Make it whatever amount of time you need it to be, but do make it a regular occurrence. I have friends who delete their social media apps every weekend so they can be fully present with their loved ones. I do it the first week of each month (as inspired by my friend Kristin at Tyger Alexis) and by the end of the month, I am actually looking forward to my social media free week. You can still capture life during this time with pictures and videos, but not under the compulsion of posting them right away. There is a tangible freedom that comes when I give myself the boundary of not consuming or creating any posts for a time. It reminds me that I don’t have to know what everyone is doing, that I don’t have to prove anything or qualify my life or time to my “audience”, and that the people who are truly in my life are people I should make an effort to spend face-to-face time with!

  4. Speaking of face-to-face, don’t be rude - put your phone away!

    I said it! When you’re meeting with a friend or are hanging out with your family, don’t pick up your phone and start looking at texts, or worse, your Instagram. If you need to look at your phone to check something, say “excuse me, I just need to check if the babysitter called” or “I just need to check the time". It’s courteous towards the other people you are with, and sends the message that you value their time and effort to be with you. I find it easiest to avoid the temptation by putting my phone out of sight during hangout times, like in my bag instead of on the table. I invite you to embrace the challenges, subtleties, and skills that come with engaging with people face to face and being available to them (such as listening thoroughly) instead of checking out mentally at the first sign of a lull or awkwardness, and hopping on your phone for escape. We can do it!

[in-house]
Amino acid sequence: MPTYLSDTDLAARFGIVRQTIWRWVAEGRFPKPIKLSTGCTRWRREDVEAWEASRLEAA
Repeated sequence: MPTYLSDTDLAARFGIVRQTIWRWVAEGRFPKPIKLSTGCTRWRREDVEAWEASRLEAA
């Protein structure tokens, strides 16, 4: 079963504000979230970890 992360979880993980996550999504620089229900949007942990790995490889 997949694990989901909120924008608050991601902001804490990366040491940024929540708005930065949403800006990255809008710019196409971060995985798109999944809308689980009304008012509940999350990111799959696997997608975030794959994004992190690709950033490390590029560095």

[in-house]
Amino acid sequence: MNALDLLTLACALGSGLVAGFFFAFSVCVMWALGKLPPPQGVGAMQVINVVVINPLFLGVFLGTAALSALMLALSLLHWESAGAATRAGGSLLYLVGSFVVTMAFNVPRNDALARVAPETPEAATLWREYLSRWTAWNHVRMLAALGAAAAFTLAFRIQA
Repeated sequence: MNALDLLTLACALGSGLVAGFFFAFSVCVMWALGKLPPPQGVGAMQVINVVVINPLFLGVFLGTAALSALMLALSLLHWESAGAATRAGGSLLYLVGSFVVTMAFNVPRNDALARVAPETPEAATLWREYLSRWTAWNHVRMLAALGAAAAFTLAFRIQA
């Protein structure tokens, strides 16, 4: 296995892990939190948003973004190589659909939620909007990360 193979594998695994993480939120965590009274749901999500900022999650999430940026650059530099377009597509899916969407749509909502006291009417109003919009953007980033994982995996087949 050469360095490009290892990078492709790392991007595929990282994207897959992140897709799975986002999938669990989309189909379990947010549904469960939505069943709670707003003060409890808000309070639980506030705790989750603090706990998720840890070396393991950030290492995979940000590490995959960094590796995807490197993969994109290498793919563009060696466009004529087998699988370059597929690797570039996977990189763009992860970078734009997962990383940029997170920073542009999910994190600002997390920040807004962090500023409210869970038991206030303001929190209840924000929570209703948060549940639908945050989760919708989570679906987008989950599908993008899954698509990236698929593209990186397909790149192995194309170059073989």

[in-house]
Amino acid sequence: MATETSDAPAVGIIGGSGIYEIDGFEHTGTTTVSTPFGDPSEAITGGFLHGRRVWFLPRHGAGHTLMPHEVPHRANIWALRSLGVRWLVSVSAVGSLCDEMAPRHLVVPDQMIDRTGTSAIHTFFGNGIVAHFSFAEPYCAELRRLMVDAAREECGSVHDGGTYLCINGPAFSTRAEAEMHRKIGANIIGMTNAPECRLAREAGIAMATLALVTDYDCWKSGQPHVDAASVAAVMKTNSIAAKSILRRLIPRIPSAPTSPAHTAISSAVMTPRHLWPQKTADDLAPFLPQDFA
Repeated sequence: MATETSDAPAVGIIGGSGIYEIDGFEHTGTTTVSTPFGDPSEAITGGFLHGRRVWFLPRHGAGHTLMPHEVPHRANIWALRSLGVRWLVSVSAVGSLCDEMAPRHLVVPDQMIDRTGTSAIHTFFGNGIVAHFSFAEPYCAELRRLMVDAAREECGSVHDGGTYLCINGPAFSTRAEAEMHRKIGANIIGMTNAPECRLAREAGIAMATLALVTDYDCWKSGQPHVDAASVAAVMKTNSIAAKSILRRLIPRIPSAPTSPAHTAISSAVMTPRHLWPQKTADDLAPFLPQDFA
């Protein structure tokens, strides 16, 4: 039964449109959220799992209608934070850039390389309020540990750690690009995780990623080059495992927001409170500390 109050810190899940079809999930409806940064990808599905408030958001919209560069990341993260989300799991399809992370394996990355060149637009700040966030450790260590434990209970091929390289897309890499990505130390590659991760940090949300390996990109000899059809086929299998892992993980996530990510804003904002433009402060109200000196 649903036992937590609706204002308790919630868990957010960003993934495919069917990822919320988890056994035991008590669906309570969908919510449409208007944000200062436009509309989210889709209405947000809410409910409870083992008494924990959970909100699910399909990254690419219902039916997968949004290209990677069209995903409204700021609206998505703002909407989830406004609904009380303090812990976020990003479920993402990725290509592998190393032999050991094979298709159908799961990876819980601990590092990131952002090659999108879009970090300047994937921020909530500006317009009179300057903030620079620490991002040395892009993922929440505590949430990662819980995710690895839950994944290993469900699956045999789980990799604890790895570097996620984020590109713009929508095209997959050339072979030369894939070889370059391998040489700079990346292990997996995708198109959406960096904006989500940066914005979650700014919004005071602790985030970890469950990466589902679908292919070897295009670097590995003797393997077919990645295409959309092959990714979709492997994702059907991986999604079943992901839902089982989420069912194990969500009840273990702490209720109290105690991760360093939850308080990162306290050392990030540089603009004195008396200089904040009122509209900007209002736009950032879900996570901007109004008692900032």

I hope those are helpful tidbits to check yourself against and to give you permission to keep your tech in its place. We all deserve a rest from the noise and unnecessary stress it can bring.

Wishing you a truly restful holiday season, with and without technology!